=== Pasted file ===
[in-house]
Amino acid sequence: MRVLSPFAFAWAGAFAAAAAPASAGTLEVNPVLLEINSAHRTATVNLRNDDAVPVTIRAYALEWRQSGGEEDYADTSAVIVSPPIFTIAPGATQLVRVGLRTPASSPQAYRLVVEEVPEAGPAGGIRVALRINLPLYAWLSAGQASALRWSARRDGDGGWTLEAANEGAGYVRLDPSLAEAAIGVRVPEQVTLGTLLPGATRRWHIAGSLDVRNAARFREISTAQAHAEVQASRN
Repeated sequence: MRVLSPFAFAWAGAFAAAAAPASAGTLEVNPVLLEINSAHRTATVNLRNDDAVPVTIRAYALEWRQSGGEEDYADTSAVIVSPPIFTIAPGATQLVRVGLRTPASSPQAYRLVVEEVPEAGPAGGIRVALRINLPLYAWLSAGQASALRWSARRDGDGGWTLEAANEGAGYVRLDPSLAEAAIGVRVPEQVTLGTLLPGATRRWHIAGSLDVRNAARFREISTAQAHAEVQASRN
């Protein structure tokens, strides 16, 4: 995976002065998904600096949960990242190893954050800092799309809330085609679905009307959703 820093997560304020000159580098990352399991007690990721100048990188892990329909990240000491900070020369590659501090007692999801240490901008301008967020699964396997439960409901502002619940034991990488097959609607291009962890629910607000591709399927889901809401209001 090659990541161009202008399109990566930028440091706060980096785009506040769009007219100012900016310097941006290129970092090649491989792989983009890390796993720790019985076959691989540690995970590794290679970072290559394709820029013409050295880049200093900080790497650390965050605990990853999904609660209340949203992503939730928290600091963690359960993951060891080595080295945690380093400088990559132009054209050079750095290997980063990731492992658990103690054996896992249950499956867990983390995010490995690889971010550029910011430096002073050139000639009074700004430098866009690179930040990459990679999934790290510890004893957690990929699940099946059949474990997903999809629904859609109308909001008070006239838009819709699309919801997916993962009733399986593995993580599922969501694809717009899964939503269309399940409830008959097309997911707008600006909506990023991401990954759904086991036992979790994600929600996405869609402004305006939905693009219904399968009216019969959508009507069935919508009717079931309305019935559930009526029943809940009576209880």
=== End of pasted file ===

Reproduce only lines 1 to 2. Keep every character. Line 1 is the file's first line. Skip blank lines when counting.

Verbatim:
[in-house]
Amino acid sequence: MRVLSPFAFAWAGAFAAAAAPASAGTLEVNPVLLEINSAHRTATVNLRNDDAVPVTIRAYALEWRQSGGEEDYADTSAVIVSPPIFTIAPGATQLVRVGLRTPASSPQAYRLVVEEVPEAGPAGGIRVALRINLPLYAWLSAGQASALRWSARRDGDGGWTLEAANEGAGYVRLDPSLAEAAIGVRVPEQVTLGTLLPGATRRWHIAGSLDVRNAARFREISTAQAHAEVQASRN